Letter to ShareholdersPromoting and Protecting Shareholder InterestsDefining Client RelationshipsDefining TeamworkDefining DeterminationOur Core BusinessesFull Financial SectionCorporate Information
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Promoting and Protecting Shareholder Interests
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It has never been more evident that business leaders must hold themselves and their companies to the highest ethical and business standards. Only by putting appropriate corporate governance mechanisms in place, and otherwise aligning the interests of management with shareholders, will shareholder interests be adequately promoted and protected. The discussion below is intended to inform our shareholders and other interested parties about our philosophy and actions in this important area. Further information concerning our corporate governance structures is contained in our 2003 Proxy Statement and on our Web site.

On May 7, 1999, Goldman Sachs became a public company—a profound change for the firm. Operating as a partnership for 130 years, it had successfully evolved from its roots as a modest, family-owned business founded in 1869, into one of the most prominent investment banking, securities and investment management firms in the world.

In making the transition to a public company, we were determined to retain the best characteristics of the partnership culture that had led to our success—a key element of which is meaningful ownership of the firm by its people. A major priority was putting in place a strong framework of governance and assembling a Board of Directors that would promote and protect the interests of our new partners, our public shareholders.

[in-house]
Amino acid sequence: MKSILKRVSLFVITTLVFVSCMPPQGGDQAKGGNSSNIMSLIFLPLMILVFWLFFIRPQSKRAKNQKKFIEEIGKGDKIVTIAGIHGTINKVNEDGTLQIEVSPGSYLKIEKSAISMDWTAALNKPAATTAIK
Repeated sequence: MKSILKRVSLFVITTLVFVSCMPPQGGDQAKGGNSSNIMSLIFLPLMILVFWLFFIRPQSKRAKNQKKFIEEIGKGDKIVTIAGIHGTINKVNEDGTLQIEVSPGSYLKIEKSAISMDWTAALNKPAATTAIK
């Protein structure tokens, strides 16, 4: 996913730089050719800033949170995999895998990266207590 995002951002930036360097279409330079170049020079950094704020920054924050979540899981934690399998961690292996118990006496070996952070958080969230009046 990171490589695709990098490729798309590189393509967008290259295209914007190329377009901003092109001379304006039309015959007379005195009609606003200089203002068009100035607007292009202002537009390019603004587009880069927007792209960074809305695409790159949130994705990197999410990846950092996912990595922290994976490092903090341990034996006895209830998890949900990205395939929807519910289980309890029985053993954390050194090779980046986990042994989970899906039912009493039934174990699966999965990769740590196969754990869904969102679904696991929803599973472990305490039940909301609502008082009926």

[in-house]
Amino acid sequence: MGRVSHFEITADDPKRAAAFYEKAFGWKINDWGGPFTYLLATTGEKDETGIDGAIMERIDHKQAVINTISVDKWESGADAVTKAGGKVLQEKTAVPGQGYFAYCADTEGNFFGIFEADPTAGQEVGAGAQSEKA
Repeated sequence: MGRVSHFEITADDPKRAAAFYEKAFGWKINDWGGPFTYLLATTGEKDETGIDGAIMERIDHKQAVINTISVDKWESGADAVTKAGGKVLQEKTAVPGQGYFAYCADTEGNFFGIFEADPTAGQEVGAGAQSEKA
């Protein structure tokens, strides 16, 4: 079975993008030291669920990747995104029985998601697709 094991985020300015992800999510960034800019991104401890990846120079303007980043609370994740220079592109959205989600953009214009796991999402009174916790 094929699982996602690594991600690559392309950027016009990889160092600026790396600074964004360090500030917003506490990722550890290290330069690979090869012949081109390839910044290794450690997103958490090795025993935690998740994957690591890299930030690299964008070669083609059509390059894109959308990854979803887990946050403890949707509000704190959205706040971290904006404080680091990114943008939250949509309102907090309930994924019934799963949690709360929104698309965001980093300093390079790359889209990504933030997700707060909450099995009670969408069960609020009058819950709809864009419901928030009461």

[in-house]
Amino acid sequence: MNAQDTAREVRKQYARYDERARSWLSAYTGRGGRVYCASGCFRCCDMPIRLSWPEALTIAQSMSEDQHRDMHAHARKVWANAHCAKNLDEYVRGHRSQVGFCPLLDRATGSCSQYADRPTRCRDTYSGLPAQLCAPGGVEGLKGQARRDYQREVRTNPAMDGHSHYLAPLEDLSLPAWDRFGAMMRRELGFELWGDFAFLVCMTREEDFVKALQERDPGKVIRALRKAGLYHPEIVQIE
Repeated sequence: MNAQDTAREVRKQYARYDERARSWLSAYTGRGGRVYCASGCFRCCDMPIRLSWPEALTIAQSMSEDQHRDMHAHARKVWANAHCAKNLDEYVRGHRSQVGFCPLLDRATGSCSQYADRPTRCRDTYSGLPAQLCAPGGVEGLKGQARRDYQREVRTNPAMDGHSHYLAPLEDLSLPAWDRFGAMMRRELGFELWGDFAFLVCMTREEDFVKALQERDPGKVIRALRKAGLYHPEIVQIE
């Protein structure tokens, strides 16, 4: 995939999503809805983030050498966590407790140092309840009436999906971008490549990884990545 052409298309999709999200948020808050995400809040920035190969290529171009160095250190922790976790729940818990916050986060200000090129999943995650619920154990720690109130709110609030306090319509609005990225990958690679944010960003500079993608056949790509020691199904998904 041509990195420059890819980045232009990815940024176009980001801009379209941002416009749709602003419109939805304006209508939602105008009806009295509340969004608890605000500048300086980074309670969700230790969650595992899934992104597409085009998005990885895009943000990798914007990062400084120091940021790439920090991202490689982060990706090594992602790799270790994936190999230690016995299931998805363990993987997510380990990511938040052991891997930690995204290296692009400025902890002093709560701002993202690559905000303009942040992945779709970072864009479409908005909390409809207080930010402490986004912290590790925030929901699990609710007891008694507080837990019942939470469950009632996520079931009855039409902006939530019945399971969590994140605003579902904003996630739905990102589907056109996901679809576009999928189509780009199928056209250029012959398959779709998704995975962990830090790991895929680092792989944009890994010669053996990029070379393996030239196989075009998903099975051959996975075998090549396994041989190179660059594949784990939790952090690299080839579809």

The core of the Goldman Sachs partnership was shared long-term ownership. It shaped individual behavior and our approach to business. The partners were the owners of the enterprise and, with few exceptions, they could not withdraw their capital until they left the firm or retired. Their interests were tied individually and collectively to the well being of the firm as a whole.

As a result, there was a total alignment between ownership and management because they were one and the same. The leaders of virtually every business were partners with their capital tied up in the firm. We are in a business where our success is in large measure a reflection of our people and our reputation. Every partner had a tangible interest in strong operational and legal and ethical controls, effective risk management methodologies and maintaining a culture of integrity. In that regard, we rigorously adhered to mark-to-market accounting to ensure that our recorded positions reflected economic reality. And they had to because our accounting formed the basis for determining partners' individual capital accounts and paying them out when they retired from the firm.

We viewed our public offering as an opportunity to deepen the benefits of ownership by sharing it with all of our people. So we made the largest stock grant to employees in history. Approximately $5 billion of Goldman Sachs stock was distributed to all of our employees, at all levels in the firm. We believed that by making all of our people owners, the firm would benefit by strengthening the culture of ownership.

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